Factors Influencing Indigenous Knowledge of Rangeland Management Practices in Borana Pastoral Areas, Southern Ethiopia
Keywords:IndigenousKnowledge, Herd Mobility, Rangeland degradation, Bushes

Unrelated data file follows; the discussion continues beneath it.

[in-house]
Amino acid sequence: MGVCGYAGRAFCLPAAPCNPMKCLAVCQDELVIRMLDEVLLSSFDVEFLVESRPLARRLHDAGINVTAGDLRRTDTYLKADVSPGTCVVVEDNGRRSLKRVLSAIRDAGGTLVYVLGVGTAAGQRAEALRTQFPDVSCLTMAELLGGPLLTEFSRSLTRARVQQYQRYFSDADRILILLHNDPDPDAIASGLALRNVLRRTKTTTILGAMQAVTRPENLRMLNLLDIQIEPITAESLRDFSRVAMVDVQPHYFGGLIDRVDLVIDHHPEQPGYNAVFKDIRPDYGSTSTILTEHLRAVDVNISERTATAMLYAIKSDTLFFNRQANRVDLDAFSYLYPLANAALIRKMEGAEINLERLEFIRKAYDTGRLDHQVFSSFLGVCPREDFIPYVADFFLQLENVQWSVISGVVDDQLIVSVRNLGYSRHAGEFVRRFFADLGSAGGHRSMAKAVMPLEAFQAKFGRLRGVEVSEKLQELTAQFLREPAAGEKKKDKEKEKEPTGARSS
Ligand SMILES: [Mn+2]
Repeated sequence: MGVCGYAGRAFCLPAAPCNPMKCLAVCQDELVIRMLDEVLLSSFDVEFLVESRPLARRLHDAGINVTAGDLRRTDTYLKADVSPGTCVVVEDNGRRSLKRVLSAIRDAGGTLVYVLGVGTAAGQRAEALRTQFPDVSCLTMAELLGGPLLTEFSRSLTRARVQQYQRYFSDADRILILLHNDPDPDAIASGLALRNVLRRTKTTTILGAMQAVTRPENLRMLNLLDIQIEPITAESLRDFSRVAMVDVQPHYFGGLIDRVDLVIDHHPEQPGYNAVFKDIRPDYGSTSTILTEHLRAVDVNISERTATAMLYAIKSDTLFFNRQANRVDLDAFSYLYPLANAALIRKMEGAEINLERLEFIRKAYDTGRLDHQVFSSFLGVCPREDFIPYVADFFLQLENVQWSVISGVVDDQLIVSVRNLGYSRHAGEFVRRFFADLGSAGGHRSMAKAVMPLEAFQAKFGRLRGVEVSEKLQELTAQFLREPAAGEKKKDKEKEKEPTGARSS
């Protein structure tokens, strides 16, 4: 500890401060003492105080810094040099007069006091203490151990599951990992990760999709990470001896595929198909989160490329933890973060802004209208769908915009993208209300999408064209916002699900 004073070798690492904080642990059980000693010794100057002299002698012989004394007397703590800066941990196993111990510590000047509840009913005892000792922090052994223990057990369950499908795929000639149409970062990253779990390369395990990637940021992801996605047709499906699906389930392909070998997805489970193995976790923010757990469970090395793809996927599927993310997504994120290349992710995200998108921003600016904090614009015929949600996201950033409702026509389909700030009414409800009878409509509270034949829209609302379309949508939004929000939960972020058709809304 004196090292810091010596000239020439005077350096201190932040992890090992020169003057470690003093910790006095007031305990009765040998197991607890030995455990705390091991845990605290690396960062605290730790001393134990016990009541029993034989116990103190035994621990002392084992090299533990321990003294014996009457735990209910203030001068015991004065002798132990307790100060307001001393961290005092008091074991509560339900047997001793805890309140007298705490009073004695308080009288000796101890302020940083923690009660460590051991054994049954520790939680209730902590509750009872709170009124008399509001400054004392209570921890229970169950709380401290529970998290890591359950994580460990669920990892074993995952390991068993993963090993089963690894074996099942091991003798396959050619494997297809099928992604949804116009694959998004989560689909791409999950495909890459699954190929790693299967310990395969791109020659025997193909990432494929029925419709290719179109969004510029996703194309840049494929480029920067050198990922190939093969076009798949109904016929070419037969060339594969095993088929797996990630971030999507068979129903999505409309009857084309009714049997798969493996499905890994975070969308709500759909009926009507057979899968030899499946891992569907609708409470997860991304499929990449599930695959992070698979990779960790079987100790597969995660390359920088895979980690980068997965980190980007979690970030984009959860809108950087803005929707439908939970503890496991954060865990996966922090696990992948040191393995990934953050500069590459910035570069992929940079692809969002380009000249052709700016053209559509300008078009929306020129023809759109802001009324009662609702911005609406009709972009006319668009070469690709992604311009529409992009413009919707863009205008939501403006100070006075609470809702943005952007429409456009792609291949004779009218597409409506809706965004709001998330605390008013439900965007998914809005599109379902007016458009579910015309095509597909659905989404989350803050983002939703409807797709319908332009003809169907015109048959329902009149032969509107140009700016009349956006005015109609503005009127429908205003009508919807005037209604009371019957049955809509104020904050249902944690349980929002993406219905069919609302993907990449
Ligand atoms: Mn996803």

In most pastoral areas of Ethiopia, rangelands have traditionally been managed by customary institutions, especially in Borana but with the start of various pressures, this management system is increasingly undermined and the interventions ended up with little success story but more of in favor of environmental degradations. Looking into indigenous rangeland management practices of pastoral community is a useful way to develop sustainable rangeland productivity. Rangeland plays an essential role in the livelihood activities of Ethiopian pastoralists as well as Ethiopian economy. Numerous researches have been done on rangeland management practices, but little study has been done with respect to the determinants of indigenous rangeland management in specific social, economic and ecological context. In this case, the aim of the study was to assess the determinants of the indigenous rangeland management practices of pastoral communities and assess perception of pastoral households towards the attributing causes of rangeland degradation in Borana. The study employed descriptive and inferential statistical methods to analyze the data. The findings indicate that the indigenous practice accurately reflects the productivity of the rangeland since the Borana area is unpredictable environment and victim for severe drought every year. The results of binary logit regression showed that a unit increase in age of the household head, the odds ratio in favor of practicing in traditional rangelands management increase by 1.096. Holding other variables constant, a unit increase in cultivated farm size would decrease the odds ratio in favor of practicing traditional management by a factor of 0.618. In Borana area, grazing land and water resources are jointly handled. Hence, privately owned grazing land and water points disturb patterns of mobility in a way grazing land use becomes inefficient as grazing concentrates close to the water points, leading to degradation of the rangelands. Access to communal water point was also found to be significant influence on respondents’ traditional rangeland management practice at 10% significance level (p < 0.1). On the other hand, the result of odd-ratio indicates that, access to communal water point will increase the probability of rangeland management practice by 0.22 percent. The study recommends bases for ecologically sound and culturally appropriate indigenous rangeland management practices.
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